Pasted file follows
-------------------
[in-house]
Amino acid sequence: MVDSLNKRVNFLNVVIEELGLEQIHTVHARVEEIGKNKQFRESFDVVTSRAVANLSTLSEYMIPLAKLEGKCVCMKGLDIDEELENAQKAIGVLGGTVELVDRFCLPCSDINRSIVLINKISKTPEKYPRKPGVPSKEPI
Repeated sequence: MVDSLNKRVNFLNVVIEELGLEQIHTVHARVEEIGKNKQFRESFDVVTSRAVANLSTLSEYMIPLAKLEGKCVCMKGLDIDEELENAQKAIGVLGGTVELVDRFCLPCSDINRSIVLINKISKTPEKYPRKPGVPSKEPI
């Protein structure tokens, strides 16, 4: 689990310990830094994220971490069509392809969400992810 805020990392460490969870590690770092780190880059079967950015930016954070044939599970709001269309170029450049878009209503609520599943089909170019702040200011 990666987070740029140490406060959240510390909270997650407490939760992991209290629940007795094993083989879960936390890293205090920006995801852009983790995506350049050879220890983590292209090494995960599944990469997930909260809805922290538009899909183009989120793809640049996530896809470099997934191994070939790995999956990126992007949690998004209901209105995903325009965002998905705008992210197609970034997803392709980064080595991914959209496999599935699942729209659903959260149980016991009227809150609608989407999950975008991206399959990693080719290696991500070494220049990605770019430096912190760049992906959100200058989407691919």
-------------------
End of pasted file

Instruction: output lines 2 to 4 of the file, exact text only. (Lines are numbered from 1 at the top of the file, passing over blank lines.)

Amino acid sequence: MVDSLNKRVNFLNVVIEELGLEQIHTVHARVEEIGKNKQFRESFDVVTSRAVANLSTLSEYMIPLAKLEGKCVCMKGLDIDEELENAQKAIGVLGGTVELVDRFCLPCSDINRSIVLINKISKTPEKYPRKPGVPSKEPI
Repeated sequence: MVDSLNKRVNFLNVVIEELGLEQIHTVHARVEEIGKNKQFRESFDVVTSRAVANLSTLSEYMIPLAKLEGKCVCMKGLDIDEELENAQKAIGVLGGTVELVDRFCLPCSDINRSIVLINKISKTPEKYPRKPGVPSKEPI
């Protein structure tokens, strides 16, 4: 689990310990830094994220971490069509392809969400992810 805020990392460490969870590690770092780190880059079967950015930016954070044939599970709001269309170029450049878009209503609520599943089909170019702040200011 990666987070740029140490406060959240510390909270997650407490939760992991209290629940007795094993083989879960936390890293205090920006995801852009983790995506350049050879220890983590292209090494995960599944990469997930909260809805922290538009899909183009989120793809640049996530896809470099997934191994070939790995999956990126992007949690998004209901209105995903325009965002998905705008992210197609970034997803392709980064080595991914959209496999599935699942729209659903959260149980016991009227809150609608989407999950975008991206399959990693080719290696991500070494220049990605770019430096912190760049992906959100200058989407691919």